Te Kotahitanga Marae in Whangarei is now the heart of the Otangarei community, thanks to technology.

In May last year the marae became Northland's first to be "wired" after the opening of what is now known as the hub - a room next to the wharekai that boasts 12 computers that have access to ultra-fast broadband (UFB).

Since connecting to the UFB, the marae that was once "always closed" is now buzzing with people.

Marae chairman Alex Henare said he'd noticed "a lot of changes" since the hub opened - all positive.


"It's targeted youth. We see adults in here, but it's mainly youth. They get to pour all their stuff into the computer. Most days I don't come in here but when I do it's always full."

The day the Advocate reporter visited all but three computers were in use, with the kids on them laughing and joking and too busy playing games and enjoying the holidays to talk about how much they enjoyed the free UFB access.

"It's been so positive for youth. A big problem was that (before the UFB connection) they didn't have anything to do and with that comes all that negative stuff. It's going really well."

Mr Henare said the hub was definitely the "drawcard" of the marae.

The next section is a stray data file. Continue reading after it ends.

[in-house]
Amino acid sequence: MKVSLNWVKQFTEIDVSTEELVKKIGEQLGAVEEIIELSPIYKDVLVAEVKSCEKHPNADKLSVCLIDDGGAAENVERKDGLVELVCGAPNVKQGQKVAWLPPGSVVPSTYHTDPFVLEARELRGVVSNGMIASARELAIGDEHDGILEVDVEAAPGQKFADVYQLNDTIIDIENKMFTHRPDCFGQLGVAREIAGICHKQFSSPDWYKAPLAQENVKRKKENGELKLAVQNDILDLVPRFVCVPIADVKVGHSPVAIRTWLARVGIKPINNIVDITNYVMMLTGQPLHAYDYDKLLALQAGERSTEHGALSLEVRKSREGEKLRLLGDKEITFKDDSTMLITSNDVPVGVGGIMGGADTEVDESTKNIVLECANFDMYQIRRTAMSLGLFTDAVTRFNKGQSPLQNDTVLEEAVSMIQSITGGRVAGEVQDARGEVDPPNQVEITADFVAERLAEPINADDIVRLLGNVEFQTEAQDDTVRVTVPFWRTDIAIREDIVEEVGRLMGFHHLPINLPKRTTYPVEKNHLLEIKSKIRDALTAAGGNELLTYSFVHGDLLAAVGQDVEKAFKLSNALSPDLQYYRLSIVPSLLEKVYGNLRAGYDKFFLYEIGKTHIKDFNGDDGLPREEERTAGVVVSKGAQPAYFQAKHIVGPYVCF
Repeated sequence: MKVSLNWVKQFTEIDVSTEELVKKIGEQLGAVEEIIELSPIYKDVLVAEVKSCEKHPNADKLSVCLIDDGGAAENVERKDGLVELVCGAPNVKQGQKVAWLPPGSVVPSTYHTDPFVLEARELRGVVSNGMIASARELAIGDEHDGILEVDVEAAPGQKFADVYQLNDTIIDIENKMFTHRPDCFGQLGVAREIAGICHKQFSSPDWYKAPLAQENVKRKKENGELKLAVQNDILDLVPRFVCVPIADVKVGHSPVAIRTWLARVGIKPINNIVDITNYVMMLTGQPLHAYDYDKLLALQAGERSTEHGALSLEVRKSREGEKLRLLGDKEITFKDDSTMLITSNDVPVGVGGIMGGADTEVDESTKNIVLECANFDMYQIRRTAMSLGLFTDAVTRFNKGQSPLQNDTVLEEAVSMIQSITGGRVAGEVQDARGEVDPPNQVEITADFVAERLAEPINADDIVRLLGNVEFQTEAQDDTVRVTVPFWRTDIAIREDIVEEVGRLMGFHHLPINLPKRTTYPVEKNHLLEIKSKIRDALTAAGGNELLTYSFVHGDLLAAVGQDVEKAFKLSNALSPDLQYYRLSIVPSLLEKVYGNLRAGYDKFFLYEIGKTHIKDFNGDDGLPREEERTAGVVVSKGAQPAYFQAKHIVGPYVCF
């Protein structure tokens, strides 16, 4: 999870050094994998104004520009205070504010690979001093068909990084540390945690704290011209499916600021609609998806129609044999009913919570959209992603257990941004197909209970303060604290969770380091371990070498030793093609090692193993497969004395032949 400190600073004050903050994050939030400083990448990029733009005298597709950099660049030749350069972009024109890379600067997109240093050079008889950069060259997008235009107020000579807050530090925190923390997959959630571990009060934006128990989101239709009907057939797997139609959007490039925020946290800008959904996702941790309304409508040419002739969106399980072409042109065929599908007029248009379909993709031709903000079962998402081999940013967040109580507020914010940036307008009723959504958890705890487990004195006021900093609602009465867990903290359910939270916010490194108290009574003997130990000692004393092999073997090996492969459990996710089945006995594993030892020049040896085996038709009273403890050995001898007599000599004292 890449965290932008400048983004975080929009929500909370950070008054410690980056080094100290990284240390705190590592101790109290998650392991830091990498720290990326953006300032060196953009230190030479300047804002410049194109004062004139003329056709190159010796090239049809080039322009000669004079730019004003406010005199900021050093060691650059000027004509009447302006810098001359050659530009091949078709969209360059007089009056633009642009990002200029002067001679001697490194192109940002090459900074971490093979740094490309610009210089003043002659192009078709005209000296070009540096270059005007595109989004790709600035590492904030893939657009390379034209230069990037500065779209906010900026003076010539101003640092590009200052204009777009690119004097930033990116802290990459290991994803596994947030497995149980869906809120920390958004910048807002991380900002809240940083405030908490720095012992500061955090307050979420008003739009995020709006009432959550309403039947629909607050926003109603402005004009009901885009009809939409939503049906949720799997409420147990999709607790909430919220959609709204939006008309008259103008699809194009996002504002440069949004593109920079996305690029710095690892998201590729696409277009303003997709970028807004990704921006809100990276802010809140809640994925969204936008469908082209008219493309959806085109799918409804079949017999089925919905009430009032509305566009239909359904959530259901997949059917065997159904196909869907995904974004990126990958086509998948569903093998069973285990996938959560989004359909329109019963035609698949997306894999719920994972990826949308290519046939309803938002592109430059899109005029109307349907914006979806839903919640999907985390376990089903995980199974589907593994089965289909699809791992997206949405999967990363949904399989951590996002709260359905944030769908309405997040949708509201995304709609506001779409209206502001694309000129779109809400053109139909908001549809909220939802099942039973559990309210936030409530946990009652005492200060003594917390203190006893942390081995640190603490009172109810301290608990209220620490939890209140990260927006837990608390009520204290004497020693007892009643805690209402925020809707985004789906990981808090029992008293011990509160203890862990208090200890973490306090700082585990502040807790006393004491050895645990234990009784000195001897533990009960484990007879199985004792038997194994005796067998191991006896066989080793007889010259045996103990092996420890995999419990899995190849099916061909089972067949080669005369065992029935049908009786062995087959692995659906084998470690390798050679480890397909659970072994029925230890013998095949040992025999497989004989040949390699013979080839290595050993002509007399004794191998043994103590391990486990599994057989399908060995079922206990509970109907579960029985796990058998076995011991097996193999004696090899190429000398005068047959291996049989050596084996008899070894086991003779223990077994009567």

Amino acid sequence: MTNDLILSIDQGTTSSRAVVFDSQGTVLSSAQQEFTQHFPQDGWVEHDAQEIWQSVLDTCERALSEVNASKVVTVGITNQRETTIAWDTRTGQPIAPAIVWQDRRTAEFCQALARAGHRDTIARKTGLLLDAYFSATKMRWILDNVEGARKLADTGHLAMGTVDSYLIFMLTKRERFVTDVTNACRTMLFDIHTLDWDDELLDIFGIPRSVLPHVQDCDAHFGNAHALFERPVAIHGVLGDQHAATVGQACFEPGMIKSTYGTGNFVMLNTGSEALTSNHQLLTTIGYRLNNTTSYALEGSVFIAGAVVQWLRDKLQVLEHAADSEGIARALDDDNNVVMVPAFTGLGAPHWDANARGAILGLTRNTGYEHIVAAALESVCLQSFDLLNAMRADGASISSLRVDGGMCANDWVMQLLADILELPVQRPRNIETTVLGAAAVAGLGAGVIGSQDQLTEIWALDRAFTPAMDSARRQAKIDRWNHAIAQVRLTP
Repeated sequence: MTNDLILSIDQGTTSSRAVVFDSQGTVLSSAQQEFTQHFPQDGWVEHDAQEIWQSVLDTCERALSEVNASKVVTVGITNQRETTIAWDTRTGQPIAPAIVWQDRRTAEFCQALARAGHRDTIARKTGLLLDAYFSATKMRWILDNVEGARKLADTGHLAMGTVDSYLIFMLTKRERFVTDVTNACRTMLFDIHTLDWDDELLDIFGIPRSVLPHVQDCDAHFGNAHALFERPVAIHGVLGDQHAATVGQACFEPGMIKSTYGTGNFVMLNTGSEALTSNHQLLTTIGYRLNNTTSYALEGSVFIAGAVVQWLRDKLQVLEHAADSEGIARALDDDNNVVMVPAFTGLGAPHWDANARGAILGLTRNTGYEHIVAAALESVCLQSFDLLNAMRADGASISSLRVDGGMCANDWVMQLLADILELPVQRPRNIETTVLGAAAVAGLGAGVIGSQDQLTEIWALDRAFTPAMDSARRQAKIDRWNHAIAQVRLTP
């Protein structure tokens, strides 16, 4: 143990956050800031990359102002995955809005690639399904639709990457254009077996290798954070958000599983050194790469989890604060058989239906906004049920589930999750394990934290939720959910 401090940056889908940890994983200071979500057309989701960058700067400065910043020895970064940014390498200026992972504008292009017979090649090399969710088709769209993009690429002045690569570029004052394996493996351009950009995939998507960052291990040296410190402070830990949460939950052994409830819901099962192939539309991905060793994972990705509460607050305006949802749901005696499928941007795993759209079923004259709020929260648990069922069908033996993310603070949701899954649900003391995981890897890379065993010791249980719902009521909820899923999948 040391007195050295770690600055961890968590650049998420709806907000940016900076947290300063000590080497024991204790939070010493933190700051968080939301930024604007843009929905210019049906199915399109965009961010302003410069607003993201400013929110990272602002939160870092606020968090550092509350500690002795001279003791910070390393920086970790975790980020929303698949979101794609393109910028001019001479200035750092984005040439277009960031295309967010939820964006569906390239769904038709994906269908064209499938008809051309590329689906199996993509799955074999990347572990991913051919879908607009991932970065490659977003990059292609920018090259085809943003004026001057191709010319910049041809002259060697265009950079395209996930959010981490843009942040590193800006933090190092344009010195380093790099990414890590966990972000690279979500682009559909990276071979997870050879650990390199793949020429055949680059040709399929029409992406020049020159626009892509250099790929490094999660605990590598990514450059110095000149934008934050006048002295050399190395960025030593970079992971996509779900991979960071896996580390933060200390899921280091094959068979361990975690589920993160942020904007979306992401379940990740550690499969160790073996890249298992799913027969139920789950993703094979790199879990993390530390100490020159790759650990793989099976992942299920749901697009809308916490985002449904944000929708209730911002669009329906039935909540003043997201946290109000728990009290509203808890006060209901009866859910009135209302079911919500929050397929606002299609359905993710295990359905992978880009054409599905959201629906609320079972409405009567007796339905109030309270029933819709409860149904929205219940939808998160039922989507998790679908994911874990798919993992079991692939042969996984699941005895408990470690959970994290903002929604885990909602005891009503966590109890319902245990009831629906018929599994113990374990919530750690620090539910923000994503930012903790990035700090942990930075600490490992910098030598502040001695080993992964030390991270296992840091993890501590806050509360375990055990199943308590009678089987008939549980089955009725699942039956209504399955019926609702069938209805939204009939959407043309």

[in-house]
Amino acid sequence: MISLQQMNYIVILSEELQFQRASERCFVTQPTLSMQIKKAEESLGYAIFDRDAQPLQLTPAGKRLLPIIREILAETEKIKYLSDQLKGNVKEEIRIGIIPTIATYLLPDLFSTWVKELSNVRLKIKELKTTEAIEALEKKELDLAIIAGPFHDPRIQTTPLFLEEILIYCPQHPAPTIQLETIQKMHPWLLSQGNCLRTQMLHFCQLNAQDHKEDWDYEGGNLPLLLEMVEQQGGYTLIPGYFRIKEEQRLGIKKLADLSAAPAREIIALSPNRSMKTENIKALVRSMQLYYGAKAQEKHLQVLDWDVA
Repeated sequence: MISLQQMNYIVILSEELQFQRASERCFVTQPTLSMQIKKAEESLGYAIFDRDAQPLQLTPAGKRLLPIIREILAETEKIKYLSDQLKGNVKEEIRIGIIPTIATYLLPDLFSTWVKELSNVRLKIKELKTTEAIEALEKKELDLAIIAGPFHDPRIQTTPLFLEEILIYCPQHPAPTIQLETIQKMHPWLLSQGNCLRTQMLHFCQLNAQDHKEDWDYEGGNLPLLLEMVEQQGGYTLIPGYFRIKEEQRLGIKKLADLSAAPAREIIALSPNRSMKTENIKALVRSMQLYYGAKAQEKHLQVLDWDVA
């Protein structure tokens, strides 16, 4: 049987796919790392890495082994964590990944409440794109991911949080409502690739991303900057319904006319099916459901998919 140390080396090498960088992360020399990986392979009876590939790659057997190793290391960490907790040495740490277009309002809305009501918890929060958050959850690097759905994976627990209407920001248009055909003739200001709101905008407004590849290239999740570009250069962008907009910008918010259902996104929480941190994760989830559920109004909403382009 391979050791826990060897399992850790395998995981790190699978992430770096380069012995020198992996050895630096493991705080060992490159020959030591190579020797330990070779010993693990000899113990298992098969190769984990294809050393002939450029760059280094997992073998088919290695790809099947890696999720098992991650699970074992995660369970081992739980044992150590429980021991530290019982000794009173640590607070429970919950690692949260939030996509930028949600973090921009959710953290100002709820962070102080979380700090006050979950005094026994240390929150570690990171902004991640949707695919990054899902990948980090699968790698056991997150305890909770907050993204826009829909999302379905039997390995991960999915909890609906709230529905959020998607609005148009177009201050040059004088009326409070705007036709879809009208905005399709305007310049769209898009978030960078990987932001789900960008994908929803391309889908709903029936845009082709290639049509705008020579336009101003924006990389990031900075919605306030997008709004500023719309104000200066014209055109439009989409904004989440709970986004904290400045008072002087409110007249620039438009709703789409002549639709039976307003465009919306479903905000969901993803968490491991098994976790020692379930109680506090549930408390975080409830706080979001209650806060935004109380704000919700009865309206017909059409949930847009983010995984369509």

"Before, the gates were locked. It was always closed. I really wanted to draw it away from being something that was only opened when someone died.

"The hub has brought people in. Now we get people who just come and sit in the marae," he said.

During the Christmas period programmes teaching basic computer skills had been held and Mr Henare said he hoped the programmes would develop.

"It's about building their self-confidence and giving them positive things to do. Most have never had the opportunity to own a computer. The hub provides that opportunity. If we can get more people into jobs because of this it's great," he said.

The community has run other initiatives based at the marae including a shed where people can get their bikes fixed for free, te reo classes and kapa haka practices once a week.

Mr Henare urged other marae to learn from the initiative. "You get that real sense of marae back."